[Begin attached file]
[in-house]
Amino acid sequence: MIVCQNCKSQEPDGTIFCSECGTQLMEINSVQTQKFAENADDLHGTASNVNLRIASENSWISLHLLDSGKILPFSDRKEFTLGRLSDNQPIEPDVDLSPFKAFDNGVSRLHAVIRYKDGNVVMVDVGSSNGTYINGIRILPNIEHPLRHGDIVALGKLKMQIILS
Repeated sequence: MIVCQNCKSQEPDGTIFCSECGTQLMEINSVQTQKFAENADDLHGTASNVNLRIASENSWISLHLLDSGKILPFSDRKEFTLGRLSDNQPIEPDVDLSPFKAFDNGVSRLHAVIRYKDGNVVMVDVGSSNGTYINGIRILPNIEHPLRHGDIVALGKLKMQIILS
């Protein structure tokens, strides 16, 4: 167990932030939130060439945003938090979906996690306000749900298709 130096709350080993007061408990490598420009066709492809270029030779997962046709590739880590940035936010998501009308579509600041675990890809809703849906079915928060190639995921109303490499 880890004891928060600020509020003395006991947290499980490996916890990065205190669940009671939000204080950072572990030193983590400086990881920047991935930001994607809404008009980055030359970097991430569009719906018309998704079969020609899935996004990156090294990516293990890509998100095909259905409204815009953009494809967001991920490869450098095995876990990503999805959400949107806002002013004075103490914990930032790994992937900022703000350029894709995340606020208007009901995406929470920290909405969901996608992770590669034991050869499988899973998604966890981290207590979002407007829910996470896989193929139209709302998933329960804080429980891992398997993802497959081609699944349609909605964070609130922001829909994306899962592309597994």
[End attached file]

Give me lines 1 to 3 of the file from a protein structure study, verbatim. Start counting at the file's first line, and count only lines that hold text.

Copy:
[in-house]
Amino acid sequence: MIVCQNCKSQEPDGTIFCSECGTQLMEINSVQTQKFAENADDLHGTASNVNLRIASENSWISLHLLDSGKILPFSDRKEFTLGRLSDNQPIEPDVDLSPFKAFDNGVSRLHAVIRYKDGNVVMVDVGSSNGTYINGIRILPNIEHPLRHGDIVALGKLKMQIILS
Repeated sequence: MIVCQNCKSQEPDGTIFCSECGTQLMEINSVQTQKFAENADDLHGTASNVNLRIASENSWISLHLLDSGKILPFSDRKEFTLGRLSDNQPIEPDVDLSPFKAFDNGVSRLHAVIRYKDGNVVMVDVGSSNGTYINGIRILPNIEHPLRHGDIVALGKLKMQIILS